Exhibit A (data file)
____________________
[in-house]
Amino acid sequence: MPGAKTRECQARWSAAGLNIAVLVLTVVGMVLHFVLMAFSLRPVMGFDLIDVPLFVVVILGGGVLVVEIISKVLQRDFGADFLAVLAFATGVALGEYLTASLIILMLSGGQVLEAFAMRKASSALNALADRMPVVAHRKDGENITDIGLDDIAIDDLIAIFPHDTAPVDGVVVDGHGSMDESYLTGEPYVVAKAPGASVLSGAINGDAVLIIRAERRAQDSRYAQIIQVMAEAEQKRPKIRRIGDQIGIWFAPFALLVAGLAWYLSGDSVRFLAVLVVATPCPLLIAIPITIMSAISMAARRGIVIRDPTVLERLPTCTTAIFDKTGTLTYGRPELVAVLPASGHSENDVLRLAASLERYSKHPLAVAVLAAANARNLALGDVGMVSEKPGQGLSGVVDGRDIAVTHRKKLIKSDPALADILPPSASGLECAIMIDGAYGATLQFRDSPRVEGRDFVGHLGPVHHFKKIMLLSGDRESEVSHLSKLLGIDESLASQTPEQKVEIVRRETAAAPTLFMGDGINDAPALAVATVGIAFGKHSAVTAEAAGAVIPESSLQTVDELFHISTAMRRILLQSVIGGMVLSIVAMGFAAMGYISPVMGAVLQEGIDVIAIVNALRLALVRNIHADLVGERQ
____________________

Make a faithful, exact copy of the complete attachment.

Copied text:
[in-house]
Amino acid sequence: MPGAKTRECQARWSAAGLNIAVLVLTVVGMVLHFVLMAFSLRPVMGFDLIDVPLFVVVILGGGVLVVEIISKVLQRDFGADFLAVLAFATGVALGEYLTASLIILMLSGGQVLEAFAMRKASSALNALADRMPVVAHRKDGENITDIGLDDIAIDDLIAIFPHDTAPVDGVVVDGHGSMDESYLTGEPYVVAKAPGASVLSGAINGDAVLIIRAERRAQDSRYAQIIQVMAEAEQKRPKIRRIGDQIGIWFAPFALLVAGLAWYLSGDSVRFLAVLVVATPCPLLIAIPITIMSAISMAARRGIVIRDPTVLERLPTCTTAIFDKTGTLTYGRPELVAVLPASGHSENDVLRLAASLERYSKHPLAVAVLAAANARNLALGDVGMVSEKPGQGLSGVVDGRDIAVTHRKKLIKSDPALADILPPSASGLECAIMIDGAYGATLQFRDSPRVEGRDFVGHLGPVHHFKKIMLLSGDRESEVSHLSKLLGIDESLASQTPEQKVEIVRRETAAAPTLFMGDGINDAPALAVATVGIAFGKHSAVTAEAAGAVIPESSLQTVDELFHISTAMRRILLQSVIGGMVLSIVAMGFAAMGYISPVMGAVLQEGIDVIAIVNALRLALVRNIHADLVGERQ